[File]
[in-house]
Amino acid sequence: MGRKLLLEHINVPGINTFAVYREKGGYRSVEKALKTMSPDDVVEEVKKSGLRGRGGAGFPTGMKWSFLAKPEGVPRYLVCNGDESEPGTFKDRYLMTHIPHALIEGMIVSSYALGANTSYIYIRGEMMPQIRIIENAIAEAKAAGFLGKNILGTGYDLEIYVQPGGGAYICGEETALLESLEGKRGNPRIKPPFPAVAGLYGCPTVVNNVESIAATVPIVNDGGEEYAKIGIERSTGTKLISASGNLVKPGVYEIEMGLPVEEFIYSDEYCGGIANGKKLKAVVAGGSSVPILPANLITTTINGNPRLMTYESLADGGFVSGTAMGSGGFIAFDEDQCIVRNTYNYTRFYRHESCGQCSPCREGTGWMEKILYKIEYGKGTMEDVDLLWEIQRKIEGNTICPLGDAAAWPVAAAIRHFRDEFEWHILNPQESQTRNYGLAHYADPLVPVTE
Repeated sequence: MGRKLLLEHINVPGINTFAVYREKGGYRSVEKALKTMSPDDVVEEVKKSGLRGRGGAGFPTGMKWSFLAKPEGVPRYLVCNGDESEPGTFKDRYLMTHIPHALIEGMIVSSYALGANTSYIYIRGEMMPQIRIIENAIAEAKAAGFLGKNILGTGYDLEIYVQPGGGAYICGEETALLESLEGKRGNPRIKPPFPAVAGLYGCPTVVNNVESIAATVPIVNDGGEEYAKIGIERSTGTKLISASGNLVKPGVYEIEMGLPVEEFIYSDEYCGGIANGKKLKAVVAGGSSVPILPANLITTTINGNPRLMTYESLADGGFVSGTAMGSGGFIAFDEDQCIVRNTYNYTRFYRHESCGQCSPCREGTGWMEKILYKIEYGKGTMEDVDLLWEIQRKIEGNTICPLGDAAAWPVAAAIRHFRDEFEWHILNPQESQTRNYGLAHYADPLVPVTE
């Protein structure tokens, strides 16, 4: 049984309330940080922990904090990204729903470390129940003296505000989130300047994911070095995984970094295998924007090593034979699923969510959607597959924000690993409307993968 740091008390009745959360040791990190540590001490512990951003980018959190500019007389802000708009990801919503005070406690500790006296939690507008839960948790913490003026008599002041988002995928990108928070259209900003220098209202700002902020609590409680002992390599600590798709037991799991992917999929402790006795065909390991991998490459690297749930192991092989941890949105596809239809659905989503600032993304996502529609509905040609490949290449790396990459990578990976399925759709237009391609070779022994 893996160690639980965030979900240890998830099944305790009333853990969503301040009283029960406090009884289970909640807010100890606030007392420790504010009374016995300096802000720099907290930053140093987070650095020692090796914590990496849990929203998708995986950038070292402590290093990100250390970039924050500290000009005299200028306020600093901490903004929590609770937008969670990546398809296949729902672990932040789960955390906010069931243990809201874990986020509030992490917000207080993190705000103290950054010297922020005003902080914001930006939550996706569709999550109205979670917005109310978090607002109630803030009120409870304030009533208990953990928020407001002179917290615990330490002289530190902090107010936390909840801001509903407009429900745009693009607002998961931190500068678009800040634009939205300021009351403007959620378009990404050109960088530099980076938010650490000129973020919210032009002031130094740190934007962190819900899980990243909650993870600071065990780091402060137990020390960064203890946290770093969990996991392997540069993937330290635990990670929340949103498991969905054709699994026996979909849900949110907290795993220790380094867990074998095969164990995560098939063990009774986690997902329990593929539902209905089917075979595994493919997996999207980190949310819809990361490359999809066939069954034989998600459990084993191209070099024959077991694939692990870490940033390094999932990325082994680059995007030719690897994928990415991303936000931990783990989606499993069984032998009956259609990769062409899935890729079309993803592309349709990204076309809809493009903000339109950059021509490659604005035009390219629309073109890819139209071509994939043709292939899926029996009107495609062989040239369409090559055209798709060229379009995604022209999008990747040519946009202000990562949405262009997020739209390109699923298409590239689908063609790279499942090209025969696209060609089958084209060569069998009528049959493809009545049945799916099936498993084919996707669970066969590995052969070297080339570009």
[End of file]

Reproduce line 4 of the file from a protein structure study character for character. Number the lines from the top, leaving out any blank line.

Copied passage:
């Protein structure tokens, strides 16, 4: 049984309330940080922990904090990204729903470390129940003296505000989130300047994911070095995984970094295998924007090593034979699923969510959607597959924000690993409307993968 740091008390009745959360040791990190540590001490512990951003980018959190500019007389802000708009990801919503005070406690500790006296939690507008839960948790913490003026008599002041988002995928990108928070259209900003220098209202700002902020609590409680002992390599600590798709037991799991992917999929402790006795065909390991991998490459690297749930192991092989941890949105596809239809659905989503600032993304996502529609509905040609490949290449790396990459990578990976399925759709237009391609070779022994 893996160690639980965030979900240890998830099944305790009333853990969503301040009283029960406090009884289970909640807010100890606030007392420790504010009374016995300096802000720099907290930053140093987070650095020692090796914590990496849990929203998708995986950038070292402590290093990100250390970039924050500290000009005299200028306020600093901490903004929590609770937008969670990546398809296949729902672990932040789960955390906010069931243990809201874990986020509030992490917000207080993190705000103290950054010297922020005003902080914001930006939550996706569709999550109205979670917005109310978090607002109630803030009120409870304030009533208990953990928020407001002179917290615990330490002289530190902090107010936390909840801001509903407009429900745009693009607002998961931190500068678009800040634009939205300021009351403007959620378009990404050109960088530099980076938010650490000129973020919210032009002031130094740190934007962190819900899980990243909650993870600071065990780091402060137990020390960064203890946290770093969990996991392997540069993937330290635990990670929340949103498991969905054709699994026996979909849900949110907290795993220790380094867990074998095969164990995560098939063990009774986690997902329990593929539902209905089917075979595994493919997996999207980190949310819809990361490359999809066939069954034989998600459990084993191209070099024959077991694939692990870490940033390094999932990325082994680059995007030719690897994928990415991303936000931990783990989606499993069984032998009956259609990769062409899935890729079309993803592309349709990204076309809809493009903000339109950059021509490659604005035009390219629309073109890819139209071509994939043709292939899926029996009107495609062989040239369409090559055209798709060229379009995604022209999008990747040519946009202000990562949405262009997020739209390109699923298409590239689908063609790279499942090209025969696209060609089958084209060569069998009528049959493809009545049945799916099936498993084919996707669970066969590995052969070297080339570009």